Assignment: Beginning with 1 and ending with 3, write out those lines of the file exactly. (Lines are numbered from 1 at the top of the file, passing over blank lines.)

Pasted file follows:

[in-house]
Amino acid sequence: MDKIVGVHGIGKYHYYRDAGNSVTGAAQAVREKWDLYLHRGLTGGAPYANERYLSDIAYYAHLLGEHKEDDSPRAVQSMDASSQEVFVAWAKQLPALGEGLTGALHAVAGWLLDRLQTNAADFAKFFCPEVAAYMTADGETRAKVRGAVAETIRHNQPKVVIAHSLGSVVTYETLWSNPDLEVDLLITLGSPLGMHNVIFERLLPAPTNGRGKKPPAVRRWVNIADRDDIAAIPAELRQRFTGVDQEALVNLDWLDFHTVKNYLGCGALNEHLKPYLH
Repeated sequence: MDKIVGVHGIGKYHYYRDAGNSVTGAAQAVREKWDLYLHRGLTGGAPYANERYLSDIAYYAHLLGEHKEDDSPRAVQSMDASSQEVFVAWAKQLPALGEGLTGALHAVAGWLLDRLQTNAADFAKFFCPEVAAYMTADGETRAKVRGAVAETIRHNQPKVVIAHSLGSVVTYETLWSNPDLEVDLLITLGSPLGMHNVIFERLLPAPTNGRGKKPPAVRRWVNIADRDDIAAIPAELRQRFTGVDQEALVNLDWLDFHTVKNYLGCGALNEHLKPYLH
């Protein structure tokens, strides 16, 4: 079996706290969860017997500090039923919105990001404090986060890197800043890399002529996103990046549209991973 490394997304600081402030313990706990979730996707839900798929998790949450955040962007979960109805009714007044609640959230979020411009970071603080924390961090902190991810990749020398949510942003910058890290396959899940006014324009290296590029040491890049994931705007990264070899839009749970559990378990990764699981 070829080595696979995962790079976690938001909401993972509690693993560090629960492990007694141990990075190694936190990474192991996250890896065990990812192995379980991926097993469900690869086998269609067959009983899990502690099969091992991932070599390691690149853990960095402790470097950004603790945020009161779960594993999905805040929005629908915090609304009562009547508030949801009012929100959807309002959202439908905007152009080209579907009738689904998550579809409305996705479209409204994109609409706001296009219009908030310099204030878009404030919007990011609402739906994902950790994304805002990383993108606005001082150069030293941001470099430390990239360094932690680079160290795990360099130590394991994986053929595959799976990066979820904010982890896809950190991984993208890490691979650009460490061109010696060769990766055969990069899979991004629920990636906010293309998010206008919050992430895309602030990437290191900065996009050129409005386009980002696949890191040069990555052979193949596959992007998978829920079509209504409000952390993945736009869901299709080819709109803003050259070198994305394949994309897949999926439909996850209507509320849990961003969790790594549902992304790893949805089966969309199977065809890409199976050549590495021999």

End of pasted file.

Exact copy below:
[in-house]
Amino acid sequence: MDKIVGVHGIGKYHYYRDAGNSVTGAAQAVREKWDLYLHRGLTGGAPYANERYLSDIAYYAHLLGEHKEDDSPRAVQSMDASSQEVFVAWAKQLPALGEGLTGALHAVAGWLLDRLQTNAADFAKFFCPEVAAYMTADGETRAKVRGAVAETIRHNQPKVVIAHSLGSVVTYETLWSNPDLEVDLLITLGSPLGMHNVIFERLLPAPTNGRGKKPPAVRRWVNIADRDDIAAIPAELRQRFTGVDQEALVNLDWLDFHTVKNYLGCGALNEHLKPYLH
Repeated sequence: MDKIVGVHGIGKYHYYRDAGNSVTGAAQAVREKWDLYLHRGLTGGAPYANERYLSDIAYYAHLLGEHKEDDSPRAVQSMDASSQEVFVAWAKQLPALGEGLTGALHAVAGWLLDRLQTNAADFAKFFCPEVAAYMTADGETRAKVRGAVAETIRHNQPKVVIAHSLGSVVTYETLWSNPDLEVDLLITLGSPLGMHNVIFERLLPAPTNGRGKKPPAVRRWVNIADRDDIAAIPAELRQRFTGVDQEALVNLDWLDFHTVKNYLGCGALNEHLKPYLH